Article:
Teen singer and bad boy Cry-Baby falls in love with a good girl, but the other squares won’t let them be together.
John Waters, 1990
Set in the 50s, Cry-Baby tells the tale of two opposing groups, the poor white trash “Drapes” and the rich upper-class “Squares”. Drape Wade “Cry-Baby” Walker (Johnny Depp) lives with his grandmother and his boyfriend, and his sister Pepper (Ricki Lake) is pregnant with her third child. One day at school while getting immunised, Cry-Baby meets Allison (Amy Locane), a wide-eyed Square with an angelic voice who wants to be bad. When she chooses to sing with Cry-Baby at a Drape party, the Squares are offended, particularly Allison’s boyfriend Milton (Darren E Burrows). The Squares attack the party, and Allison must decide where her loyalties lie while singing her feelings out.
Cry-Baby is a social satire and pastiche of 50s films and societal constructs. John Waters has always had a particular talent for celebrating the subversive, but this film is more beguiling than some of his other efforts, more akin to something like Hairspray than Pink Flamingos. The movie’s genuinely eclectic cast includes Johnny Depp, rock star Iggy Pop, former porn star Traci Lords, infamous kidnapping victim Patty Hearst, and hippie Susan Tyrrell, who work together to create a unique film. Depp channels the kind of soulful, tortured role that made him a star in the early 90s, winning teenage girls’ hearts as the Elvis-like bad boy, while Amy Locane is alternately sweet and seductive as the conflicted Allison.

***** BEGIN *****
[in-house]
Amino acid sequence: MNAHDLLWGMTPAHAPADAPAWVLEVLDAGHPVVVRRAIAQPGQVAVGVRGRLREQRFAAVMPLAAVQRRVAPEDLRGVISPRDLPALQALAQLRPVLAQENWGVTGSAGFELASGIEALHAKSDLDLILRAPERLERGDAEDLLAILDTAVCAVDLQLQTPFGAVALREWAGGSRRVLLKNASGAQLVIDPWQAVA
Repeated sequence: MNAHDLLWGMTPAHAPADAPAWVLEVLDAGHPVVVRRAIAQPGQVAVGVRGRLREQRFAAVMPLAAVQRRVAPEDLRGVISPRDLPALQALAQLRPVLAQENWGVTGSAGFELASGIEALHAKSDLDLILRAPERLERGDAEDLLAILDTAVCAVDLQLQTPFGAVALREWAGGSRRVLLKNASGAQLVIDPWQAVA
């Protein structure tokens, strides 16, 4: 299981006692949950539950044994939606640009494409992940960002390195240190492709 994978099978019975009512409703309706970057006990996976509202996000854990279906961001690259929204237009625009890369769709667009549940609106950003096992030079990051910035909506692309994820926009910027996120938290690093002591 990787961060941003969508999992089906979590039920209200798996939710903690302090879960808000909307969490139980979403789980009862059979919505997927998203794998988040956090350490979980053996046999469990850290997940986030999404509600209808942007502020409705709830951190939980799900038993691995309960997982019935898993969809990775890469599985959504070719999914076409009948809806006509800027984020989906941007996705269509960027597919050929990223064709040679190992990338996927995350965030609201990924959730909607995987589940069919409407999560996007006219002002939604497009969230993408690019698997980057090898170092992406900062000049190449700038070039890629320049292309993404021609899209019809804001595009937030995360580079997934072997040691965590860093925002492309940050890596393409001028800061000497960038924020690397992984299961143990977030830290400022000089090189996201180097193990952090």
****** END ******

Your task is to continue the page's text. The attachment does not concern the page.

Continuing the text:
I found this movie unexpectedly delightful. It skewers concepts of class superiority, with the upper-class Squares proving to be judgmental and violent while the lower-class Drapes are inclusive and accepting. The concept of rebellious teenagers is also sent up, showing the parents of the teen hoodlums as a variety of oddballs – hardcore Christians, seemingly supportive squares, and neglectful deadbeats – while the teenagers are full of raw energy that needs to be channeled. Hatchet Face is a particular delight (“It’s a shame about your face.” “There’s nothing wrong with my face! I got character!”), but the characters are fun, larger-than-life without being unrelateable. It’s distracting that Depp and Amy Locane don’t do their own singing, but some of the songs are terrific, particularly the bluesy Please Mr. Jailer. The 50s costumes and imitation music are great, stopping just short of being parodies. The film is campy in the extreme, but it’s a lot of fun.
Cry-Baby on IMDb